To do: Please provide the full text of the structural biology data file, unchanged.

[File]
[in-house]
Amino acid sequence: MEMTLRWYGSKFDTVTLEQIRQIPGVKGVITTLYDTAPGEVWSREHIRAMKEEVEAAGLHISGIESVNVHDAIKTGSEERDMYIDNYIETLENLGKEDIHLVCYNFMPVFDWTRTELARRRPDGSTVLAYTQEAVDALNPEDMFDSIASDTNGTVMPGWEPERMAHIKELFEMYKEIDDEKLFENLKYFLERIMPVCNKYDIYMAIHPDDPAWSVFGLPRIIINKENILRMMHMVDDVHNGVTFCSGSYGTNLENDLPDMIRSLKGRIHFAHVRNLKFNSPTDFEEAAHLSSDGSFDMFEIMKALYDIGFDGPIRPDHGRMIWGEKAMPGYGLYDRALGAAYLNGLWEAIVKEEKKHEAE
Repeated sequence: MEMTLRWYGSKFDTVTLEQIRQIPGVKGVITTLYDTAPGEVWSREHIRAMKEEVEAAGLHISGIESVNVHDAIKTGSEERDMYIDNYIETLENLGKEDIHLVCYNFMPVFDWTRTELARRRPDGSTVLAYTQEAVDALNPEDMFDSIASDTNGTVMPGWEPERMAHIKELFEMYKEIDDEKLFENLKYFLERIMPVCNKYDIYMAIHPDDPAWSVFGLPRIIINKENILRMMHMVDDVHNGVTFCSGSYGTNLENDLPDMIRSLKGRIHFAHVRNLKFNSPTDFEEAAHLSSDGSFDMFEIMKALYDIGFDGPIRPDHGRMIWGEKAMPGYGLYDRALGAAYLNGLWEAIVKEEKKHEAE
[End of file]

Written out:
[in-house]
Amino acid sequence: MEMTLRWYGSKFDTVTLEQIRQIPGVKGVITTLYDTAPGEVWSREHIRAMKEEVEAAGLHISGIESVNVHDAIKTGSEERDMYIDNYIETLENLGKEDIHLVCYNFMPVFDWTRTELARRRPDGSTVLAYTQEAVDALNPEDMFDSIASDTNGTVMPGWEPERMAHIKELFEMYKEIDDEKLFENLKYFLERIMPVCNKYDIYMAIHPDDPAWSVFGLPRIIINKENILRMMHMVDDVHNGVTFCSGSYGTNLENDLPDMIRSLKGRIHFAHVRNLKFNSPTDFEEAAHLSSDGSFDMFEIMKALYDIGFDGPIRPDHGRMIWGEKAMPGYGLYDRALGAAYLNGLWEAIVKEEKKHEAE
Repeated sequence: MEMTLRWYGSKFDTVTLEQIRQIPGVKGVITTLYDTAPGEVWSREHIRAMKEEVEAAGLHISGIESVNVHDAIKTGSEERDMYIDNYIETLENLGKEDIHLVCYNFMPVFDWTRTELARRRPDGSTVLAYTQEAVDALNPEDMFDSIASDTNGTVMPGWEPERMAHIKELFEMYKEIDDEKLFENLKYFLERIMPVCNKYDIYMAIHPDDPAWSVFGLPRIIINKENILRMMHMVDDVHNGVTFCSGSYGTNLENDLPDMIRSLKGRIHFAHVRNLKFNSPTDFEEAAHLSSDGSFDMFEIMKALYDIGFDGPIRPDHGRMIWGEKAMPGYGLYDRALGAAYLNGLWEAIVKEEKKHEAE